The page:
How ‘natives’ work: political judgement and cohesion through ritual interaction among ministers
1005 - 1022
MetadataShow full item record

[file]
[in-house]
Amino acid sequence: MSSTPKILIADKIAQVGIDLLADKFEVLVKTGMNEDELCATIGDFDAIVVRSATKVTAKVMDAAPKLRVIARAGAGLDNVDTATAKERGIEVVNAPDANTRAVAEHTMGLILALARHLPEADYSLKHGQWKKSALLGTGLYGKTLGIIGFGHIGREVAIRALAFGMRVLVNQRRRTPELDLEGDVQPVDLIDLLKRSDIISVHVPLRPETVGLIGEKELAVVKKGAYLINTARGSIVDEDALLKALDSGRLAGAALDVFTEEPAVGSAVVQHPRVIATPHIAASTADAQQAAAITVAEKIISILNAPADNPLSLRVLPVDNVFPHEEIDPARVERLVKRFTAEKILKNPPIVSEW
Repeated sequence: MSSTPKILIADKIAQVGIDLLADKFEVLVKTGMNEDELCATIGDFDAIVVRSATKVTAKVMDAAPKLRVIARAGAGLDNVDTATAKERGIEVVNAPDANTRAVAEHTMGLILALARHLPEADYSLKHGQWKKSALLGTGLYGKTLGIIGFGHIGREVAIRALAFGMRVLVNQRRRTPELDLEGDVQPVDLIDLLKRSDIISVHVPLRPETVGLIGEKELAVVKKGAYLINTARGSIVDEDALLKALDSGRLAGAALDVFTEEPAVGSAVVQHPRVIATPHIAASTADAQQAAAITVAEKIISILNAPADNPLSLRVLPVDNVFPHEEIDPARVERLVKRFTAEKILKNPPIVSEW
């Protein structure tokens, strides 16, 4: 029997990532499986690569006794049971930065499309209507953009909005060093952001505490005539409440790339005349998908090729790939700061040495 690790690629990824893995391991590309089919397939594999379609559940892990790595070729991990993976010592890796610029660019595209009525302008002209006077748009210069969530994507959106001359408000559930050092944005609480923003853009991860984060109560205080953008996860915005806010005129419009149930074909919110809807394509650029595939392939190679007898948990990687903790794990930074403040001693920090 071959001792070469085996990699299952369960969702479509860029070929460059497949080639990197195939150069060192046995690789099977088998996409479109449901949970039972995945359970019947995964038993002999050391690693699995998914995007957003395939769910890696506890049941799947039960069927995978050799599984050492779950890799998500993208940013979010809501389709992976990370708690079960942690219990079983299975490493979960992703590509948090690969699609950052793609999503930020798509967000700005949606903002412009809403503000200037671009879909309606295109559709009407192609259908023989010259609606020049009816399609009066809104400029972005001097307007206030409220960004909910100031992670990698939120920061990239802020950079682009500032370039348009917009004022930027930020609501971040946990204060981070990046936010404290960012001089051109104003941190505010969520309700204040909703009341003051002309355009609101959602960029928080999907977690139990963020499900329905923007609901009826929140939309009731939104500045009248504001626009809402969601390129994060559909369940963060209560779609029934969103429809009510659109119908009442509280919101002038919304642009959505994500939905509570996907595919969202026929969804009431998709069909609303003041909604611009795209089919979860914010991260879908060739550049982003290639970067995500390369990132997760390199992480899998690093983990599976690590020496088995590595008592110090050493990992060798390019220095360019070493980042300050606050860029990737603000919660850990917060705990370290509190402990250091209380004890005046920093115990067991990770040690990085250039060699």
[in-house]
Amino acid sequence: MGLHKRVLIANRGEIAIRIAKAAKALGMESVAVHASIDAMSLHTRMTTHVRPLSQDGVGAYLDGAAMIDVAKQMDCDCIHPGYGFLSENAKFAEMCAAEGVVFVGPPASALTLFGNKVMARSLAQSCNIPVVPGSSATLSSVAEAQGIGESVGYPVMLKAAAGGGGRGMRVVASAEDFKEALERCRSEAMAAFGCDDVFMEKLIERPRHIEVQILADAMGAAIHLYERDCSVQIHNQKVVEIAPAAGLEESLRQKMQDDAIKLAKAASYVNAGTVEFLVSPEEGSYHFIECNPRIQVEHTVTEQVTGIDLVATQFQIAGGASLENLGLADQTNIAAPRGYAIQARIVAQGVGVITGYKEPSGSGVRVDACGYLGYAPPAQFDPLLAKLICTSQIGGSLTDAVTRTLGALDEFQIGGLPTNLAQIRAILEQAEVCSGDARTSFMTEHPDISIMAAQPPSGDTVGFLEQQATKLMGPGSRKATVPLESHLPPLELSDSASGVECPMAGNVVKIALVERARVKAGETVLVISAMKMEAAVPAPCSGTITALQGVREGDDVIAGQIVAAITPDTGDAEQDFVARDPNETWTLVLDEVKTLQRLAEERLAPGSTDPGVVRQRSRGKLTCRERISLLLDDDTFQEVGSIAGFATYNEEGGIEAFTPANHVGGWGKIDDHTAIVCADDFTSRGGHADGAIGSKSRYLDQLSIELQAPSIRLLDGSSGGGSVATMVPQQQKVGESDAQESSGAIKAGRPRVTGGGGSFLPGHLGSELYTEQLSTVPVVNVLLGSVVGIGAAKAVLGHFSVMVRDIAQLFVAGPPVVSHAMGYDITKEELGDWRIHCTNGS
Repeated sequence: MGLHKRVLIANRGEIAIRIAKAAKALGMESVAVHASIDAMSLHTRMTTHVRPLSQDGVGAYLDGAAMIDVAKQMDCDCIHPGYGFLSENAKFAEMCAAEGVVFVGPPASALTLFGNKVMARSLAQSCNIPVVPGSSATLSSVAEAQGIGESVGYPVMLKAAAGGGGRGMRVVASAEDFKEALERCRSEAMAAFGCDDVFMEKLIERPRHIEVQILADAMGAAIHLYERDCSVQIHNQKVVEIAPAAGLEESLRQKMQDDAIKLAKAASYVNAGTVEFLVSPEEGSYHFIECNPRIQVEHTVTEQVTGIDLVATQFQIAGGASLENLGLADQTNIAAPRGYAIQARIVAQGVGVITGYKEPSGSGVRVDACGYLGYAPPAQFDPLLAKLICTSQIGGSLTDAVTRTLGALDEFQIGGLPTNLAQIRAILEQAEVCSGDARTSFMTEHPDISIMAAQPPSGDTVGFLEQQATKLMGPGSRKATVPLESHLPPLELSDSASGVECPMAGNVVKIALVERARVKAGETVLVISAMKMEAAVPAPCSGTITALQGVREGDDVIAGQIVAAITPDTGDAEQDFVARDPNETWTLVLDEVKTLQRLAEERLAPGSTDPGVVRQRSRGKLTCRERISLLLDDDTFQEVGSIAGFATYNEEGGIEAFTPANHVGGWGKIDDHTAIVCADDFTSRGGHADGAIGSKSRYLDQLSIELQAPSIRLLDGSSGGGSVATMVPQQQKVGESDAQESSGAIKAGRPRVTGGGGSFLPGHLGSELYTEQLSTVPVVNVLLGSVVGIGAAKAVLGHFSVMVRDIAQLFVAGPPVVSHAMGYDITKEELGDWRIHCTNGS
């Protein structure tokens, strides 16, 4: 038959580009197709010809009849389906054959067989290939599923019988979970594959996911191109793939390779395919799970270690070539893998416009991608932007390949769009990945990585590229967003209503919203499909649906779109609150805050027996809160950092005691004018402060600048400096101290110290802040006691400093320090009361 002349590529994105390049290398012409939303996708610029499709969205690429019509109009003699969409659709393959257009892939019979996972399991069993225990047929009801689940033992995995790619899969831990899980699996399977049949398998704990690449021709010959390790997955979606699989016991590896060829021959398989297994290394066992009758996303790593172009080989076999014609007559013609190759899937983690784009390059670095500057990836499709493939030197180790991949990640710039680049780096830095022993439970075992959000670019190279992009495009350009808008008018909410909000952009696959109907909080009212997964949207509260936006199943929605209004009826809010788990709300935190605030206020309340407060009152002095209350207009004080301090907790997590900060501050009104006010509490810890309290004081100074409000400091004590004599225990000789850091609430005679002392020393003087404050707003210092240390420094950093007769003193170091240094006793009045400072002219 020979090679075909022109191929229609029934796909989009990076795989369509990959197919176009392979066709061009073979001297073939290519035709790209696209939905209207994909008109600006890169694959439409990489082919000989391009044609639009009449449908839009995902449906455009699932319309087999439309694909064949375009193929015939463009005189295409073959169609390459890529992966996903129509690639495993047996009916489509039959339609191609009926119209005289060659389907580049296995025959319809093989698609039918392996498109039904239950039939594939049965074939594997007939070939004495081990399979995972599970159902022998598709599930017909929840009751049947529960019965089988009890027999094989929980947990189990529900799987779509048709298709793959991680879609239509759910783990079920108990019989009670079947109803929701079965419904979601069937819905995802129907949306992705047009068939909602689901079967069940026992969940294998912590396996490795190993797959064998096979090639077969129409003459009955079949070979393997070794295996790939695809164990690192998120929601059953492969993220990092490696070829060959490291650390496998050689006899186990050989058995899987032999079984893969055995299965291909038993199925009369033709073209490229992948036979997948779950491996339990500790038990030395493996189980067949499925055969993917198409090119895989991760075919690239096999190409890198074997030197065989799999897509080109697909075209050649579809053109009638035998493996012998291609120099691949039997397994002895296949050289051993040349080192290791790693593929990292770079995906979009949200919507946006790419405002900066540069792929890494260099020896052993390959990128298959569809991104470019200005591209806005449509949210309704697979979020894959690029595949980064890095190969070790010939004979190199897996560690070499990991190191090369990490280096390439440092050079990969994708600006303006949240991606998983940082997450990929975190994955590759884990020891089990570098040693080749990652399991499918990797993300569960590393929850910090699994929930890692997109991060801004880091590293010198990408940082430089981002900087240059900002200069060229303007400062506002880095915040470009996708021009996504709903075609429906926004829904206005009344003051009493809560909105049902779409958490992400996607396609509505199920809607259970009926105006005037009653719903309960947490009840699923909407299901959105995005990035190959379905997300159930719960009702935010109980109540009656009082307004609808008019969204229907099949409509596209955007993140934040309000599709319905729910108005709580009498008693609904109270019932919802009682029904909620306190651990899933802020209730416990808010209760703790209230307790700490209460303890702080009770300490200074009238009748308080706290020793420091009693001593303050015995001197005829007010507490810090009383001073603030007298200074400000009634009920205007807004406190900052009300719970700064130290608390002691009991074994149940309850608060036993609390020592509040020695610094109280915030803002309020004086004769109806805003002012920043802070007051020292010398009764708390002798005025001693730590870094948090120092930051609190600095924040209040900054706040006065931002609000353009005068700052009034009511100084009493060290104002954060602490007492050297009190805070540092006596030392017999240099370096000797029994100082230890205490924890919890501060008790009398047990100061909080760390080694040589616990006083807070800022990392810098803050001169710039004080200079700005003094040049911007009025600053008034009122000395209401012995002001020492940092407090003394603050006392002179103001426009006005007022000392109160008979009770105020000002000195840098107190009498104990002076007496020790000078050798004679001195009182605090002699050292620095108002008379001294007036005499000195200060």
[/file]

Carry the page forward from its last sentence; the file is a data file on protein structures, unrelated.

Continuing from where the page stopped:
How do political administrations sustain whatever kinds of cohesion they do, over their time in office? Although recent research emphasizes institutions, sometimes institutions also weaken cohesion. Informal institutions are more important than formal ones in shaping styles of political judgement in governing administrations. But how can institutional processes explain both weakening and strengthening? This article develops a neo-Durkheimian theory. It proposes that informal institutions should be understood as operating through very particular kinds of practices, which are enacted in a limited number of basic kinds of ritual interaction order. The article innovates by showing how written ritual in government interacts with face-to-face ritual in cultivating styles both of thought and of emotions to sustain positive and negative feedback dynamics. The argument is illustrated by analysing negative rites of blame and accusation and positive rites of self-assertion during positive feedback in the individualistic interaction order in Harold Wilson's 1960s Cabinet.